2015-03-03

Jesus and Horus

The mere abundance of so-called parallels is its own distortion, for the height of the pile misleads him who reads as he runs to suppose that he is dealing with sifted material.
- Samuel Sandmel, Parallelomania (1962)

Lists of facts, or rather "facts", comparing Jesus and Horus have been around for some time. They got a publicity boost with the infamous Zeitgeist some years ago but are much older. As an exercise in checking facts, they are excellent; in every other respect, they are worthless.

Story written down ...

The story of Jesus was indeed written down 2000 years ago.

The story of Horus is more complicated. Egyptian mythology isn't fixed and rigid, at least not from our perspective. The gods were altered, mixed and generally messed around with. Usually very slowly, but after thousands of years the accumulated changes were considerable. The earliest traces of Horus are some 5000 years old, but in those days he was merely the patron god of Nekhen/Hierakonpolis in Upper Egypt. He used to be the brother of Isis, Osiris, Set and Nephthys; later, Isis and Osiris would become his parents. In one tradition his mother is Hathor, her very name meaning "the house of Horus". And on it goes.

Born of ...

Jesus was, according to the Bible, born of the virgin Mary.

Horus was, according to later mythology, born of Isis and Osiris (the conception is often described as being highly irregular, but not in the parthenogenic way). There are numerous depictions of the three, which in other bouts of parallelomania has been compared with the holy family as well as the trinity.

Pendant from the 22nd dynasty (ca 850 BC)
thy wife is thy protection and thy son Horus is ruler of the lands
- Lamentation of Isis for Osiris

Birthday is celebrated ...

The Bible never mentions on which day Jesus was born. His birthday is, in many churches, traditionally celebrated on December 25th. In Eastern Orthodoxy and the very old Ethiopian churches his birthday is celebrated on January 7.

Horus was celebrated on a fixed day that kept changing.

The Egyptian calendar had 12 months of 30 days each = 360 days. The remaining five inserted or "epagomenal" days were considered ominous, but also a cause to celebrate since each was the birthday of a major god: Osiris, Horus, Set, Isis and Nephtyhs, in that order. Since 365 days are still a little short of a full year, the calendar "wandered". The epagomenal days were supposed to take place just before the important event of Sirius rising above the horizon in mid-July. Due to the wandering calendar, they instead kept slipping through the year, returning to mid-July every 1460 years or so. In the days of Jesus and, more importantly, Plutarch who described many Egyptians customs, they took place around midwinter.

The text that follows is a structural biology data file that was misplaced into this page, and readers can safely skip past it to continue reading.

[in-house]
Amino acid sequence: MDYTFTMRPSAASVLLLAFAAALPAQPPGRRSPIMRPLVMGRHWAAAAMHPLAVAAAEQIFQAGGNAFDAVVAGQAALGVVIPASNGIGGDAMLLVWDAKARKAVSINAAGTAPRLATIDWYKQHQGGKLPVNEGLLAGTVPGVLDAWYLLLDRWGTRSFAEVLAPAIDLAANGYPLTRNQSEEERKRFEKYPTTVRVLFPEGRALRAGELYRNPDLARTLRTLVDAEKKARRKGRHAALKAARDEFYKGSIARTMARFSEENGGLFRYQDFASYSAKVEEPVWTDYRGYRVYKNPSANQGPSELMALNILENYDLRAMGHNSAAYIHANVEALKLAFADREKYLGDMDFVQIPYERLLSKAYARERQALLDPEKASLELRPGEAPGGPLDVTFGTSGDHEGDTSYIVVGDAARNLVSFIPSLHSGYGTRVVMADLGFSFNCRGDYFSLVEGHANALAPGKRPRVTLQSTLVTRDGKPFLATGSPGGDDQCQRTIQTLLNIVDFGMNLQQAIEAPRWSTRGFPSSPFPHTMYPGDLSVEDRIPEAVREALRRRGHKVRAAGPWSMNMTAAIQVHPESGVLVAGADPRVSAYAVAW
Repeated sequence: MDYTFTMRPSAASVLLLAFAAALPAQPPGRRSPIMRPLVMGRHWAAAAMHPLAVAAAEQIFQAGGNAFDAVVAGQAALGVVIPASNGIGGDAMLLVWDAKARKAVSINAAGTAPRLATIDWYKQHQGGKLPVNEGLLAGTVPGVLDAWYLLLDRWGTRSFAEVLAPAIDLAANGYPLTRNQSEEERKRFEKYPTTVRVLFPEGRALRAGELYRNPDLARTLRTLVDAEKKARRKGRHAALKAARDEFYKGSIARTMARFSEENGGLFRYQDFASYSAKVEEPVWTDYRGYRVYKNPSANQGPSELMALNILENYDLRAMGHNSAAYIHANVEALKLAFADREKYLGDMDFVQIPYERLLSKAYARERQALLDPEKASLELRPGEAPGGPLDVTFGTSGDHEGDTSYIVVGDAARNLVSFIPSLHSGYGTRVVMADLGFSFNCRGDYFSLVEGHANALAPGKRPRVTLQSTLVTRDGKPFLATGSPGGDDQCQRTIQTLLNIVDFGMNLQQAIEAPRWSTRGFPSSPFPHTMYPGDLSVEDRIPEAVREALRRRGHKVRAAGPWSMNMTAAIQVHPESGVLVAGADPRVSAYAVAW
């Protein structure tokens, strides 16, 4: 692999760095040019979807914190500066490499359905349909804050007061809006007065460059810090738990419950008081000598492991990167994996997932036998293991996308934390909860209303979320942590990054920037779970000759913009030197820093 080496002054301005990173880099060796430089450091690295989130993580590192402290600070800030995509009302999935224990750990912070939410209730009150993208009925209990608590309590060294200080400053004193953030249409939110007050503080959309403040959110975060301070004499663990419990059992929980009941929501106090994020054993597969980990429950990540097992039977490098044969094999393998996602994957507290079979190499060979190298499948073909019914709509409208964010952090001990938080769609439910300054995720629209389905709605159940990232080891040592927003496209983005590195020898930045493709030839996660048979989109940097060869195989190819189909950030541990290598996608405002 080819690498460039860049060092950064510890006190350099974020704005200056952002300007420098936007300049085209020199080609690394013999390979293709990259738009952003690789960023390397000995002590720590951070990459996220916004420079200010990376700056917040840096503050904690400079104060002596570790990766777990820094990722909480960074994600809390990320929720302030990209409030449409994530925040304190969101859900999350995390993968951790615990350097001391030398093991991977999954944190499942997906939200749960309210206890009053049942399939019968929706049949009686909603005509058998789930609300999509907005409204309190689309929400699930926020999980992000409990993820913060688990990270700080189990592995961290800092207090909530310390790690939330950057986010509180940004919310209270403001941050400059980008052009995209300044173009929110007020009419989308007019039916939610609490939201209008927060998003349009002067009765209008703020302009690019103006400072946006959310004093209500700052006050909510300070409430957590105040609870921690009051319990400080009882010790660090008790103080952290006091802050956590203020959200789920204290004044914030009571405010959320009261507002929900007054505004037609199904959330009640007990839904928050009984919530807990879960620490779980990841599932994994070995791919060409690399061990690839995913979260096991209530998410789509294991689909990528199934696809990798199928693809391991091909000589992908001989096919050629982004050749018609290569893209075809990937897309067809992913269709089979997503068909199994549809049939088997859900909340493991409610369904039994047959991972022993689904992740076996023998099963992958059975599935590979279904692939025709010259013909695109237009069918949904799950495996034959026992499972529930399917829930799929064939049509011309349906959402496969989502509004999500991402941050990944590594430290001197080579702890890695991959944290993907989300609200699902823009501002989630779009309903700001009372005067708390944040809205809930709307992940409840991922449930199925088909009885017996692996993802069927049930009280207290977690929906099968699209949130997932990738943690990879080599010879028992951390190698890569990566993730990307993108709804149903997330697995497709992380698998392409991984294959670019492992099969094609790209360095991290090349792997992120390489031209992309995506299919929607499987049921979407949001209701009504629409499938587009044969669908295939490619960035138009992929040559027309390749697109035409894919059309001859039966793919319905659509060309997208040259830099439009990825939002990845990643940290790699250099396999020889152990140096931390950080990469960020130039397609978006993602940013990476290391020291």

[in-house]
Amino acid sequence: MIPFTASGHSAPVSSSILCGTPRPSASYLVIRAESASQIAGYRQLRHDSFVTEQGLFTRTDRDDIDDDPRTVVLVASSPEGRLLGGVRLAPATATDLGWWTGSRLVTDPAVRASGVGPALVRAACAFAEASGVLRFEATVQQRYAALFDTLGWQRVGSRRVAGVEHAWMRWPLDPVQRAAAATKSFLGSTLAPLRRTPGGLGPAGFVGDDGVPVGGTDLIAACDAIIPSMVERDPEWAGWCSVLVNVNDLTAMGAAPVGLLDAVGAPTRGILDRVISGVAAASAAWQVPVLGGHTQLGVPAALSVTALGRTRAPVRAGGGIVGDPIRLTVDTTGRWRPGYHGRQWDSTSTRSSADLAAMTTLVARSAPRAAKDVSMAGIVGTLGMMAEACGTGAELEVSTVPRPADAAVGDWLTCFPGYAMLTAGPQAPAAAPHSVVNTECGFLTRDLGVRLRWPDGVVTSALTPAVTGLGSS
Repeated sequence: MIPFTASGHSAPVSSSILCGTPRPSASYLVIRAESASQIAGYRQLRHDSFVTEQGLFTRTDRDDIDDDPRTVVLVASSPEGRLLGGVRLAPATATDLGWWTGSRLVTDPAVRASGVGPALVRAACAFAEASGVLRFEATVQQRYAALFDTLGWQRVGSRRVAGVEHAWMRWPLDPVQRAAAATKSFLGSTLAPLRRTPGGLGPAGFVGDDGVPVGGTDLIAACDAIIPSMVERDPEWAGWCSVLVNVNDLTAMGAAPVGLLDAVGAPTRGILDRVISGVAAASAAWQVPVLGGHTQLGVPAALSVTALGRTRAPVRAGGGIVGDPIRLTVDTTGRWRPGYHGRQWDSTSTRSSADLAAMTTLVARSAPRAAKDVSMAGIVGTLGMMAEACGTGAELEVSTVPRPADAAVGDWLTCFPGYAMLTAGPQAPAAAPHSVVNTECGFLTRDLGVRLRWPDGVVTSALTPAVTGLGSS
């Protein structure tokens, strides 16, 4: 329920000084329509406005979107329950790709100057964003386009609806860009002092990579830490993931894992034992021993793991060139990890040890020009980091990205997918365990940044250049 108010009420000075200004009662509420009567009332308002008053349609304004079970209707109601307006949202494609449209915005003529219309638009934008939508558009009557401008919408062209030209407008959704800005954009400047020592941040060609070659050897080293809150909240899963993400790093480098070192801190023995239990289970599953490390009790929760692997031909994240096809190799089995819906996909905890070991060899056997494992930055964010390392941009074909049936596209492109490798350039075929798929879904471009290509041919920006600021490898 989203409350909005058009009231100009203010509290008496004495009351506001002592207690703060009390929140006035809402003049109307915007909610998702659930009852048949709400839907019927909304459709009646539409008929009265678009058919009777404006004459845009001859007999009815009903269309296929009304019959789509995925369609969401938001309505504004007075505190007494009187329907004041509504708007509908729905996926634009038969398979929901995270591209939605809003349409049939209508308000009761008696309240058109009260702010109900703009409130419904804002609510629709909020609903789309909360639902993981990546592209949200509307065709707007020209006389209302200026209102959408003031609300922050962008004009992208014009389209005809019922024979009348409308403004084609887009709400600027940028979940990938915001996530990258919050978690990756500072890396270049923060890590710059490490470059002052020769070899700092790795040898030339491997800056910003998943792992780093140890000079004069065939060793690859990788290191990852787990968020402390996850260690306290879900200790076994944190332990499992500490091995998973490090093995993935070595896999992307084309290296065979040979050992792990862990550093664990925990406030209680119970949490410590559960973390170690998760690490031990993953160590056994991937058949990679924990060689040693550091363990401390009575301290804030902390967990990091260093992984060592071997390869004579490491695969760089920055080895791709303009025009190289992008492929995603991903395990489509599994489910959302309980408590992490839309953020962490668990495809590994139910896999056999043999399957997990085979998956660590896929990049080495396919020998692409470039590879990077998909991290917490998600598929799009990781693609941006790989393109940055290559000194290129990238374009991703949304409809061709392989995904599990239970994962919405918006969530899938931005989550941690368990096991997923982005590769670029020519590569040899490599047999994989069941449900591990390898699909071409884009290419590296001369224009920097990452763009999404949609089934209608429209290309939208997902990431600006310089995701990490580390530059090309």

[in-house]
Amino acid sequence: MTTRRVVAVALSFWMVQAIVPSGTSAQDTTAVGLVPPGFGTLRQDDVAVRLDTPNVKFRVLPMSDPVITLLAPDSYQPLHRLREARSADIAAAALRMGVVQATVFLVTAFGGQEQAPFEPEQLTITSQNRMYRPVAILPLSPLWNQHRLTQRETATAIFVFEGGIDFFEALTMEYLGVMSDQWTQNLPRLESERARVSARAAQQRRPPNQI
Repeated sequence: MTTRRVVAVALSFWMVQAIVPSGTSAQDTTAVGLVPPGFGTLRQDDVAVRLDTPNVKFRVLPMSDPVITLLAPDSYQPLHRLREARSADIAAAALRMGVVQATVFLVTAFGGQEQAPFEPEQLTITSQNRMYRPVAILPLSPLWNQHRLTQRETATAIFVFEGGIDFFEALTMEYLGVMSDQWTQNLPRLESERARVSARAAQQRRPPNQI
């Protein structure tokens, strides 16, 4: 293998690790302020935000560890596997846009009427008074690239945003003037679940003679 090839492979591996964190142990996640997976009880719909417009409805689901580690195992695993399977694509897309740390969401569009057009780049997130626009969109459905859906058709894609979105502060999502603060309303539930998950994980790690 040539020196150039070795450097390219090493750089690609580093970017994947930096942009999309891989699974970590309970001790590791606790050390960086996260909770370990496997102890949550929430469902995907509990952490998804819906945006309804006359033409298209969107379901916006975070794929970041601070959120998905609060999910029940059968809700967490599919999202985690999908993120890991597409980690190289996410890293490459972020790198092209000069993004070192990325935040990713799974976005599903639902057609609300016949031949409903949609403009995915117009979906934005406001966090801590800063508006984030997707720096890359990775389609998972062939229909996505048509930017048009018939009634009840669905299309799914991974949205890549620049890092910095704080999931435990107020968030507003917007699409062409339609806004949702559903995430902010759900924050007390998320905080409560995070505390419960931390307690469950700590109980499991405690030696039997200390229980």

A star led wise men ...

The Bible mentions an unspecified star in the east (Matthew 2:2) that caused an unspecified number of astrologers (not kings) to go and have a look at the baby. Whatever the supposed star was, if it has ever been, is an issue much debated, but it certainly could not have been the North star since it's in the north and doesn't move.

Horus birth was not associated with a star. And what three wise men? This idea appears to come (through the blessing of Zeitgeist) from an English writer who was an expert in mixing things up:
... the Star in the East that arose to announce the birth of [Jesus] was Orion, which is therefore called the star of Horus. That was once the star of the three kings; for the 'three kings' is still a name of three stars in Orion's belt.
- Gerald Massey, The Historical Jesus, and the Mythical Christ (London, 1880s), page 7

The quote is not taken out of context. The entire pamphlet is, though mercifully short, a hopeless, incomprehensible confusion beyond rescue. It could be described as a victorian Zeitgeist.

Taken to Egypt ...

According to Matthew, and no other books in the Bible, Joseph fled to Egypt with his family.

Typhon was a monster and supervillain. He did not, however, belong to the mythology of ancient Egypt but of ancient Greece, many centuries later. What is he doing here? Possibly because the Greeks, who enjoyed identifying the gods of other people with their own gods, identified the evil Egyptian god of Set with Typhon. Set killed Osiris, after which, according to ambiguous sources, Isis reassembled and reanimated the corpse to get pregnant. After giving birth to Horus (not in a cave but in a papyrus thicket) the young boy had indeed to be protected from the bad guy. The Osiris myth details numerous murder attempts. In some texts Isis does travel with her son, though not to Egypt - they were already there.